The new 6th Generation AMD A-Series APU harnesses up to 12 compute cores (4 CPU + 8 GPU)* leveraging AMD "Excavator" CPU cores and the third generation of AMD GCN architecture. The result is a groundbreaking processor that boasts more than twice the battery life of its predecessor5 and up to 2x faster gaming performance than competitive processors.6 The processor incorporates a number of genuine power management firsts for AMD, including the first implementation of Adaptive Voltage and Frequency Scaling (AVFS), the first High Efficiency Video Compression (HEVC)/H.265 decoder on-chip for notebook, and the first APU to utilize color compression and bandwidth-saving technologies. In addition, AMD will share details on clock and power gating management, disclosures on the new integrated Southbridge, and improvements in entering sleep and idle modes. AMD will also discuss numerous additional efficiency improvements, including the enhanced ability to quickly put the SoC in the lowest power state and self-refresh DRAM.
Combined, the AMD energy efficiency innovations on its 6th Generation A-Series APUs are designed to deliver power savings roughly on the order of a manufacturing technology shrink while staying in a well-characterized, cost-optimized 28nm manufacturing process.
For more than 45 years, AMD has driven innovation in high-performance computing, graphics, and visualization technologies -- the building blocks for gaming, immersive platforms, and the datacenter. Hundreds of millions of consumers, leading Fortune 500 businesses, and cutting-edge scientific research facilities around the world rely on AMD technology daily to improve how they live, work, and play. AMD employees around the world are focused on building great products that push the boundaries of what is possible. For more information about how AMD is enabling today and inspiring tomorrow, visit the AMD (NASDAQ: AMD) website, blog, Facebook and Twitter pages.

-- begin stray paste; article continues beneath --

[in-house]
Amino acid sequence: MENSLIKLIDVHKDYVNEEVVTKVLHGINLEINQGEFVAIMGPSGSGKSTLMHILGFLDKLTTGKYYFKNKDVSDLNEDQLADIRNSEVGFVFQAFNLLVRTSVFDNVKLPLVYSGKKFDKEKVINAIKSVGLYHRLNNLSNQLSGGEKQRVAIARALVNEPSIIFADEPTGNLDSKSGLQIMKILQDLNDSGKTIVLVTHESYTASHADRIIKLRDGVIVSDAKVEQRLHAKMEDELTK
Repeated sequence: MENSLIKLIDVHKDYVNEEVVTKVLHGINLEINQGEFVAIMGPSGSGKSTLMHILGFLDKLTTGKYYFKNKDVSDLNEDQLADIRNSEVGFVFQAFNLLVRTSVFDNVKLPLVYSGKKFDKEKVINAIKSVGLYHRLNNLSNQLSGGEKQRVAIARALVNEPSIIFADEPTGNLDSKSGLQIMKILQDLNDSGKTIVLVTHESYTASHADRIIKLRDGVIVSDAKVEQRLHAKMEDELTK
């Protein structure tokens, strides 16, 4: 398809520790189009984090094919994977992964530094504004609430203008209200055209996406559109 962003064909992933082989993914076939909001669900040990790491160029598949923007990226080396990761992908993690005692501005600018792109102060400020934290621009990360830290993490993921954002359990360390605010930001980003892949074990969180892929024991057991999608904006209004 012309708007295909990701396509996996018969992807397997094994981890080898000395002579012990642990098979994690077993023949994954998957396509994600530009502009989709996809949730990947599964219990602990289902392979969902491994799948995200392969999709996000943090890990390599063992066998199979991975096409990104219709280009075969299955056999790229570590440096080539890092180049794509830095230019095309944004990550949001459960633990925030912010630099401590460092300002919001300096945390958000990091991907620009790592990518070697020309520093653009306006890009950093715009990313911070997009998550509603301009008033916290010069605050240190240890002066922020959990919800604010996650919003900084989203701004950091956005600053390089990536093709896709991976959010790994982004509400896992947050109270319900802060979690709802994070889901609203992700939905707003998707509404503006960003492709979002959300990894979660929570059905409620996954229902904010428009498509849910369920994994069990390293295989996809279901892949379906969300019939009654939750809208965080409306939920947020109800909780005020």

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1 AMD Discloses Architecture Details of High-Performance, Energy-Efficient "Carrizo" System-on-Chip, February 23, 2015.
2 Testing conducted by AMD Engineering on optimized AMD reference systems. PC manufacturers may vary configuration yielding different results. Far Cry 4 at 3840x2180, Extreme preset, 2XMSAA, 0XAF is used to simulate GPU performance; the Radeon™ R9 Fury X on the system using the Intel® Core™ i7-5960X 3.0GHz processor, 16GB (4x4GB) DDR4 2666 MHz memory, Windows 8.1 64-bit, and AMD Catalyst Driver 15.15 scored 0.13fps/watt avg. while the Radeon™ R9 290X on the same system scored 0.077fps/watt avg. GRDT-61
3 AMD Ushers in a New Era of PC Gaming with Radeon™ R9 and R7 300 Series Graphics Line-Up including World's First Graphics Family with Revolutionary HBM Technology, June 16, 2015
4 Testing conducted by AMD engineering on the AMD Radeon™ R9 290X GPU vs. the AMD Radeon™ R9 Fury X GPU. Data obtained through isolated direct measurement of GDDR5 and HBM power delivery rails at full memory utilization. Power efficiency calculated as GB/s of bandwidth delivered per watt of power consumed. AMD Radeon™ R9 290X (10.66 GB/s bandwidth per watt) and R9 Fury X (42.66 GB/s bandwidth per watt) GPU, AMD FX-8350, Gigabyte GA-990FX-UD5, 8GB DDR3-1866, Windows 8.1 x64 Professional, AMD Catalyst™ 15.20 Beta. HBM-1
5 All performance tests by internal AMD benchmark labs using Windows 8.1 64bit and 256GB SSD drives using DOTA2 at 13x7, high settings running a replay file.. AMD FX-8800P with DDR3-1600, Radeon™ R7 graphics, Driver 15.10 beta which averaged 38 fps and used an average of 24.81W or 120.9 minutes using a 50Whr battery. AMD FX-7600 using 2x4GB DDR3-2133, averaged 33.5 fps and drew 40.42W or 74.26 minutes on a 50Whr battery. CZN-51
6 Testing by AMD Performance Labs using an AMD FX-8800P with AMD Radeon™ R7 graphics, 2x4 DDR3-2133, 256 GB SSD, Windows 8.1 64bit, driver 15.10 scored 2753 in 3DMark 11 performance. Core™ i7 5500U with HD 5500 graphics, DDR3-1600, 256 SSD, Windows 8.1 64bit, driver 4156 scored 1350 in 3DMark 11 Performance. CZN-58
*Learn more at www.amd.com/computecores
Source: Advanced Micro Devices